How to avoid high tenant turnover

When you bear in mind that UK base rates are rumoured to be on the way down potentially hitting a low of 0.25% it is no surprise that more and more people are now looking to the buy to let market. You will need to do plenty of research before entering the buy to let arena but the criteria is simple, find a value for money property, find long-term tenants and use the rental income stream to either cover borrowing costs or fund future projects.

However, there is one additional issue you should be aware of, the problem of high tenant turnover and how this can impact your return on investment.

Why do tenants move on?

There are many different reasons why tenants will decide to move out of a property, they could be looking to buy their own, their employment status has changed or perhaps they are looking to settle down with a partner. Even the most stable of tenants will at some point move on but if you have a regular turnover of tenants this can start to get cumbersome and impact the return on your investment.

If you do have an issue with relatively high turnover of tenants then the simplest thing is to ask your tenants why they are moving out. There will be occasions where you genuinely have no idea why individual tenants have decided to move on but this is an issue which you need to be on top of.

Lines of communication

Aside from genuine reasons why people decide to move on, one of the main issues with relatively high tenant turnover is a lack of communication between the landlord and the tenants. If there is a direct line of communication then you will likely be made aware of any issues which you possibly need to address. This could include the state of the property, relatively high rent payments or perhaps there is one problem long-term tenant causing others to reconsider their positions. If you have a line of communication open with your tenants then over time you should be able to gain their trust and they should be able to come to you with any issues they have.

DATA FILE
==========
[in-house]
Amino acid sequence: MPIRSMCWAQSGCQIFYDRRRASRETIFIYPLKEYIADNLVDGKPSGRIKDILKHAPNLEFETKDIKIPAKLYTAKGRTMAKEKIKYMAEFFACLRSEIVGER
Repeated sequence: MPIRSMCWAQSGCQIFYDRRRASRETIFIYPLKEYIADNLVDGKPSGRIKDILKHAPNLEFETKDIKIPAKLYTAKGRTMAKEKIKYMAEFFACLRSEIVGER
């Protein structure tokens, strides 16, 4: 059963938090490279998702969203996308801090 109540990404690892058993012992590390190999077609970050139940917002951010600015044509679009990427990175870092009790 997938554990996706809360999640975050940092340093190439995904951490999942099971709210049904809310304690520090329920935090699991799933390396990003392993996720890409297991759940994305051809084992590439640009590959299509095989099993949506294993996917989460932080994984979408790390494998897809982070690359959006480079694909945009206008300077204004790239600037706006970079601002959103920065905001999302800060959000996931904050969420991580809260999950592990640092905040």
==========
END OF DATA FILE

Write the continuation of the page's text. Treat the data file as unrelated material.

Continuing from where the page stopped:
While creating lines of communication works well for the landlord and the tenant you still need to keep your tenants at arm’s length so that nothing becomes personal which is where emotions can impact decisions.

Is high tenant turnover really a problem?

On the surface you may consider relatively high turnover of tenants not to be a major concern but if you consider the time it takes you to organise a new tenant, periods when the property is empty and potential advertising costs it will start it away at your returns if not addressed. In a perfect world all of your buy to let investments would have reliable and stable long-term tenants but unfortunately this is not always the case in real life. However, there are ways and means of avoiding relatively high tenant turnover and you should always be aware of potential issues which may impact your ability to replace tenants in the future.

There are some areas of the buy to let market where relatively high tenant turnover is commonplace but, as we mentioned above, there is a cost in time and lost rental income if you spend more and more of your time finding replacement tenants.

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